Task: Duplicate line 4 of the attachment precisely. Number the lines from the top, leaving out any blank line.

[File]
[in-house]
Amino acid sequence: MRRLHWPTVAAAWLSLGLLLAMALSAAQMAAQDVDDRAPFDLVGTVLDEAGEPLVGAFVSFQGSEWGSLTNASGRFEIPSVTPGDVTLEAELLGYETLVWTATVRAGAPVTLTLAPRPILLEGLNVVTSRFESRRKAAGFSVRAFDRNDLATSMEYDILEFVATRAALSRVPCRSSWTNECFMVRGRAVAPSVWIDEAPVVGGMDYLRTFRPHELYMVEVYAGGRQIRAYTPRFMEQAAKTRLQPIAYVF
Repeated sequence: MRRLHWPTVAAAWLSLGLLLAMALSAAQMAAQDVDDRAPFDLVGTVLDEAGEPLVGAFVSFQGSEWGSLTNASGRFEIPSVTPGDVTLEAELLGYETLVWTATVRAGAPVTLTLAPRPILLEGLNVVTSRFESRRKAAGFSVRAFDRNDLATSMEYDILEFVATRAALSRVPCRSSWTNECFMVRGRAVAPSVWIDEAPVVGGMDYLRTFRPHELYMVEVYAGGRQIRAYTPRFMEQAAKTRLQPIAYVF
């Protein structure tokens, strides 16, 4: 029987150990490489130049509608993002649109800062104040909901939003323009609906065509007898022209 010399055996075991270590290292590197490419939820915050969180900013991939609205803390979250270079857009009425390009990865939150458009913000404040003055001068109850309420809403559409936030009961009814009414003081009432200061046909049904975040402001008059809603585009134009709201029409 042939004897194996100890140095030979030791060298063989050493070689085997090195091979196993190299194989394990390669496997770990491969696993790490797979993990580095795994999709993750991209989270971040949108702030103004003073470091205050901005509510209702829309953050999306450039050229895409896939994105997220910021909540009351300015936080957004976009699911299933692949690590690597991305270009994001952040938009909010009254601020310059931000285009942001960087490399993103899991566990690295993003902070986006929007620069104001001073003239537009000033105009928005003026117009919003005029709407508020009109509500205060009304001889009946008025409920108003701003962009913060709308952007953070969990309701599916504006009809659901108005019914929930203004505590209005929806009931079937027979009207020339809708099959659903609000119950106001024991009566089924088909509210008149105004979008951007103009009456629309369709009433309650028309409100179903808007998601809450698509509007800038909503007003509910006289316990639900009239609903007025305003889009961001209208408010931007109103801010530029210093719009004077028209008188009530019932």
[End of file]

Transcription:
């Protein structure tokens, strides 16, 4: 029987150990490489130049509608993002649109800062104040909901939003323009609906065509007898022209 010399055996075991270590290292590197490419939820915050969180900013991939609205803390979250270079857009009425390009990865939150458009913000404040003055001068109850309420809403559409936030009961009814009414003081009432200061046909049904975040402001008059809603585009134009709201029409 042939004897194996100890140095030979030791060298063989050493070689085997090195091979196993190299194989394990390669496997770990491969696993790490797979993990580095795994999709993750991209989270971040949108702030103004003073470091205050901005509510209702829309953050999306450039050229895409896939994105997220910021909540009351300015936080957004976009699911299933692949690590690597991305270009994001952040938009909010009254601020310059931000285009942001960087490399993103899991566990690295993003902070986006929007620069104001001073003239537009000033105009928005003026117009919003005029709407508020009109509500205060009304001889009946008025409920108003701003962009913060709308952007953070969990309701599916504006009809659901108005019914929930203004505590209005929806009931079937027979009207020339809708099959659903609000119950106001024991009566089924088909509210008149105004979008951007103009009456629309369709009433309650028309409100179903808007998601809450698509509007800038909503007003509910006289316990639900009239609903007025305003889009961001209208408010931007109103801010530029210093719009004077028209008188009530019932």